Urgent: need help with primary appeal in Kent(14 Posts)
I am going before an appeal panel in Kent tomorrow for my twins (6).
The school's admission criteria are very clear: siblings, then distance.
However, the LEA just told me that these criteria only count during the initial allocation. Once it gets to appeal, the panel can decide to award the places however it wishes, depending on the "merits of the case".
This seems to be like a recipe for abuse and cronyism. I haven't toadied up to anyone for this.
What should I do? Should I ask the panel members immediately for clarification what the criteria are? Or should I try all and every decent argument (about five or six in total?) and let them decide which arguments they like?
THis is really important to me...any advice?
I'm not an expert but there are no 'places' available at appeal time. Any places that are awarded are done so on individual cases so push the classes to 31, 32 etc depending on how many appeals are successful.
Does that make sense?
Are you able to say which school it is?
though I would say for benefit of anyone reading this that I have no reason to believe there's any cronyism, it's just the uncertainty that's making me nervous.
Ellingwoman, you are right, this is about increasing class size to 32, but then they do that every year.
Oh, not my school then.
Sorry, can't help.
Good luck with the appeal.
The above comments are not true. A great number of children sit the 11+ and sit the entrance papers for independent schools and sit back waiting to see what happens. The parents then make a decision at the last minute. The council would not entertain appeals if they had no places to offer as this would be a waste of time and resources for all concerned. Give it your all and plead your case. You have as good a chance as any others. Good Luck!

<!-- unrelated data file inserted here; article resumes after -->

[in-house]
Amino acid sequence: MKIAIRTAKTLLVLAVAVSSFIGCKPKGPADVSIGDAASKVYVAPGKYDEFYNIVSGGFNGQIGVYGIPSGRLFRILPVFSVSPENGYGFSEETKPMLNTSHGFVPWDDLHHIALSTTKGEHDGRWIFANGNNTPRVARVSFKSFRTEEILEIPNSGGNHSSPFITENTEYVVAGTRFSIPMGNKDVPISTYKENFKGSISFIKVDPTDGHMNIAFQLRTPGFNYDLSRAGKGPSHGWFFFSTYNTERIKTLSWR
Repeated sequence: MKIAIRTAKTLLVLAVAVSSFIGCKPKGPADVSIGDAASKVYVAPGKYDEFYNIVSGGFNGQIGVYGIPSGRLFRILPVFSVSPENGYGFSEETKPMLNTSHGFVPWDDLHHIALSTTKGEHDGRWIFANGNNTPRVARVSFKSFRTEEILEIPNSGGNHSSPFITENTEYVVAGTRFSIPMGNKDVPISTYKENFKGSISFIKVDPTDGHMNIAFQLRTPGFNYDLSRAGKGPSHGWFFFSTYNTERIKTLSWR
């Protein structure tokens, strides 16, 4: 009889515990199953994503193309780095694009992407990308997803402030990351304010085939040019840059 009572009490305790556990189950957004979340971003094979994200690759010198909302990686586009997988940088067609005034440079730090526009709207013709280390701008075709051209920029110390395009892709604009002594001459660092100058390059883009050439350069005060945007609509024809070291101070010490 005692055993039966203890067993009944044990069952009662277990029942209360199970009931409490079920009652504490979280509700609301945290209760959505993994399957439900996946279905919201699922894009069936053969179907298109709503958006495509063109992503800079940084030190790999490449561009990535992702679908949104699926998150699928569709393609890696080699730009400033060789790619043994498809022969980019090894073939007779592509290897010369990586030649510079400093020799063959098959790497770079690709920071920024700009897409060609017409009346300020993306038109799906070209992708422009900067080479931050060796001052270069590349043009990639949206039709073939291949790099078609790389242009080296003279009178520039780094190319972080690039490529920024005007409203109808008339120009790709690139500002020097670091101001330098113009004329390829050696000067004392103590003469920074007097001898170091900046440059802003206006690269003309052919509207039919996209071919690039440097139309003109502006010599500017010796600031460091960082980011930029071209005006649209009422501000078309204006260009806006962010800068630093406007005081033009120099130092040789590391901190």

I didn't read this as a selective school appeal because that wouldn't depend on siblings then distance.
I'd still be grateful for any comments on whether these appeals really do rely on the published criteria, or on whatever arguments the parents choose to bring.
"merits of the case" ime are really serious things, like (from my own experience):
*child whose mother was dying needing to go to the school that offered appropriate counselling
*child with specific medical problems that were not covered by the criteria description but still meant they couldn't have accessed the curriculum at any of the other possible schools
we're not talking about just being chums with the governors or "whatever arguments the parents may choose to bring"- the arguments would have to be pretty strong and supported by written evidence
besides, the appeals panel was independent of both the LEA and the school and its members had no connection to either, so had no axe of their own to grind
our appeal was for secondary which is probably easier than primary, as class numbers can be stretched; even so, I think we were possibly the only ones out of the 45 appealing whose appeal was successful